Kyoshi leans into Rie’s space. Her face is down, a bright spot in the dim room, lit by her new smart phone. She just bought it today, it’s her first non-flip phone. Her fingers are scrolling, taking to the new device like a natural. Kyoshi speaks to her in Japanese, situated over her phone as well, playing tutor. Coltrane’s A Love Supreme is spinning on the record player.
The cowbell on the front door rattles over the soundtrack of the bar when an older couple walks in. The Woman is still laughing at something the man said in the alley before they walked through the door when she notices that we’re all looking up. They both bow to the room, a courteous entrance, and an acknowledgement that they may have been too loud. They’re inebriated, drunk on alcohol and the feeling you get from a first date going well. The Gentleman hangs her coat on the rack before doing the same with his own. Rie drops her new phone and offers the guests a drink. They respond in Japanese and walk past our table to the only bench left, the one across from Yuko’s stowed drum set.
Rie notices my empty glass and pounces, the angel. With a few motions behind the bar she’s making her way around again to hand me and the new guests our drinks. I’m doing my best impression of not being sick, but you’d still boo me off stage at The Apollo. You would misconstrue my dark circles as black eyes. Grant, with bright eyes and chipper attitude asks how I’m doing. This place brings out his best moods. I’m doing well enough, nothing a few more drinks can’t mask.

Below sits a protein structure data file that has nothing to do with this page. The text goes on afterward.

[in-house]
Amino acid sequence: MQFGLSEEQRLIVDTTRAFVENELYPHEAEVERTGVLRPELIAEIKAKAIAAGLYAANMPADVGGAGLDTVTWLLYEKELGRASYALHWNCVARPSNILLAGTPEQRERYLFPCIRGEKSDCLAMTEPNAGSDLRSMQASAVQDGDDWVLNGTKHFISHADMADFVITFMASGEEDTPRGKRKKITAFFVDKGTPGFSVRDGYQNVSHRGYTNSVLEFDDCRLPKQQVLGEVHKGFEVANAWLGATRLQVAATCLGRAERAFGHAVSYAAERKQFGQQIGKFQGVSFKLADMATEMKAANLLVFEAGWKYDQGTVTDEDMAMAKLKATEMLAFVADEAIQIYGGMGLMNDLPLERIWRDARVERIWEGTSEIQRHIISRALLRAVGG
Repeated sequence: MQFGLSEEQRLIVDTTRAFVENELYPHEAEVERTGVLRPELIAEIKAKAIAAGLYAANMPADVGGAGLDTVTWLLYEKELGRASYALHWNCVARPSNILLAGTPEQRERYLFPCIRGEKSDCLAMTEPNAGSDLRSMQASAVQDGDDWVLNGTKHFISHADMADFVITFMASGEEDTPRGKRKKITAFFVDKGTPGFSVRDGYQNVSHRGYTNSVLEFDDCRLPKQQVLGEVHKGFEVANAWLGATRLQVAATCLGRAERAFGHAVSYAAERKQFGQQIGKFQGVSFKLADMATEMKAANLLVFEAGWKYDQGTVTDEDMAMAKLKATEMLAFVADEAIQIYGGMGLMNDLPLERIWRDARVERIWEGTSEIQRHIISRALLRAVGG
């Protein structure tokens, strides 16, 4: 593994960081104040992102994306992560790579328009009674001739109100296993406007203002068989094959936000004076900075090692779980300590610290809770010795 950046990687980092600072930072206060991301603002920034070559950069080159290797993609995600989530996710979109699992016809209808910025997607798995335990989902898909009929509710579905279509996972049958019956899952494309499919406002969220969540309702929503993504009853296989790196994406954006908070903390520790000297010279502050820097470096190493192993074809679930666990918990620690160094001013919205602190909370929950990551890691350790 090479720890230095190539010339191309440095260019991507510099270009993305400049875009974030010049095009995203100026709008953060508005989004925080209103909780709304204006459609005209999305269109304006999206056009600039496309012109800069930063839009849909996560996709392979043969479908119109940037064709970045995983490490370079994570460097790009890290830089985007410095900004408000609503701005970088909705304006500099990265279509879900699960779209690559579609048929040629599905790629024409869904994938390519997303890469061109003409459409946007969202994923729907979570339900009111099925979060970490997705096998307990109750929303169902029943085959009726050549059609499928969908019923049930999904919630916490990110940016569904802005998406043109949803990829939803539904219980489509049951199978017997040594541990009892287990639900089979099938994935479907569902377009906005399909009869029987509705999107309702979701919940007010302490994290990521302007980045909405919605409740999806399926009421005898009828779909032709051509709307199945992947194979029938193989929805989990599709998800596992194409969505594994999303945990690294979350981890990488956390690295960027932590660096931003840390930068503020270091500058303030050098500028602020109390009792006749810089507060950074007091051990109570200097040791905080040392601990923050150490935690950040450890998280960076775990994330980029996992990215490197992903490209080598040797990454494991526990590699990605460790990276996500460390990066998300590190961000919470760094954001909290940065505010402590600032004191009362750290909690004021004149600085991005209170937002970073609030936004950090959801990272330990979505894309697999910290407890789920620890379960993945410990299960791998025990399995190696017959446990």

The night moves slow. When the last train to Okubo Station is at midnight instead of 2am, slow is the way you want a good night to move. Grant and I have struck up a conversation with a college student. He’s a mousey, skinny kid with a long face and a khaki jacket. He walked in the bar and I spotted a camera in his hand which immediately gives us both something to talk about. He speaks English and is studying…something I can’t remember, the alcohol/illness combination does nothing for my short term memory, but he travels a lot for school. As we make small talk, we trade pictures of our travel photos through our cell phones.
From the corner of my eye, I notice the Woman in the love corner exits and crosses the bar to use the bathroom. The Gentleman seizes this opportunity to slide a bar stool up to our table, but with a little bravado, dragging the legs across the wooden floor. When he sets his beer glass down next to ours, he sets it down with some force, like that’s where its going to stay. He begins speaking Japanese to the mousey man who is now acting as the translator. I, being the nosy drunk that I am, ask the translator to see how the Gentleman’s date is going. The Translator obliges. Gentleman cracks a smile and says something back to the translator.
“He says it’s going well. She’s an ER doctor…like George Clooney.”
I reply back with something like, “oh man, got you a doctor, trying to get taken care of. no shame in that.”
(__________) <—The Translator said nothing here because my comment was untranslatable. I think he just didn’t want to say it.
The Translator tells us that the Gentlemen asked where we’re visiting from.
In this situation, Grant and I have made it a habit to answer with “Texas.” They know Texas because we’re all hard drinking, horse riding cowboys which is only a half truth in our case.
“He says he marched for 20 days in the United States many years ago.”